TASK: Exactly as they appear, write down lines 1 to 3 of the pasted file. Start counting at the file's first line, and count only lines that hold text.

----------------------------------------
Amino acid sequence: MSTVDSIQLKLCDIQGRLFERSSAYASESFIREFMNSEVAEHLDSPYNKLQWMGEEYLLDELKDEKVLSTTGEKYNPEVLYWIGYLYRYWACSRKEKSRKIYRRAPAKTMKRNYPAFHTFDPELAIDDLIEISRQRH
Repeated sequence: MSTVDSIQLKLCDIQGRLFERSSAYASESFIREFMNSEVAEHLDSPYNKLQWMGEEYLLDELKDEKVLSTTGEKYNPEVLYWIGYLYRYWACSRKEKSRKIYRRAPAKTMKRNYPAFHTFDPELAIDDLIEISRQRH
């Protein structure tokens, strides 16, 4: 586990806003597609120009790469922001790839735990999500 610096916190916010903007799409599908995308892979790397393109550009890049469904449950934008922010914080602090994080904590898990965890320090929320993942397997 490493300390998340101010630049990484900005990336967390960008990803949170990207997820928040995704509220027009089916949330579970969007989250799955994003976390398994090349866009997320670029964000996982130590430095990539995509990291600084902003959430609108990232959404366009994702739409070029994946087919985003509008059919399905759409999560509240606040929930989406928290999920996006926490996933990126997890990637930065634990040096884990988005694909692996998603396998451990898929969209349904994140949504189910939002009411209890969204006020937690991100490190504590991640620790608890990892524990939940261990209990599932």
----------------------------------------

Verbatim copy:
Amino acid sequence: MSTVDSIQLKLCDIQGRLFERSSAYASESFIREFMNSEVAEHLDSPYNKLQWMGEEYLLDELKDEKVLSTTGEKYNPEVLYWIGYLYRYWACSRKEKSRKIYRRAPAKTMKRNYPAFHTFDPELAIDDLIEISRQRH
Repeated sequence: MSTVDSIQLKLCDIQGRLFERSSAYASESFIREFMNSEVAEHLDSPYNKLQWMGEEYLLDELKDEKVLSTTGEKYNPEVLYWIGYLYRYWACSRKEKSRKIYRRAPAKTMKRNYPAFHTFDPELAIDDLIEISRQRH
């Protein structure tokens, strides 16, 4: 586990806003597609120009790469922001790839735990999500 610096916190916010903007799409599908995308892979790397393109550009890049469904449950934008922010914080602090994080904590898990965890320090929320993942397997 490493300390998340101010630049990484900005990336967390960008990803949170990207997820928040995704509220027009089916949330579970969007989250799955994003976390398994090349866009997320670029964000996982130590430095990539995509990291600084902003959430609108990232959404366009994702739409070029994946087919985003509008059919399905759409999560509240606040929930989406928290999920996006926490996933990126997890990637930065634990040096884990988005694909692996998603396998451990898929969209349904994140949504189910939002009411209890969204006020937690991100490190504590991640620790608890990892524990939940261990209990599932």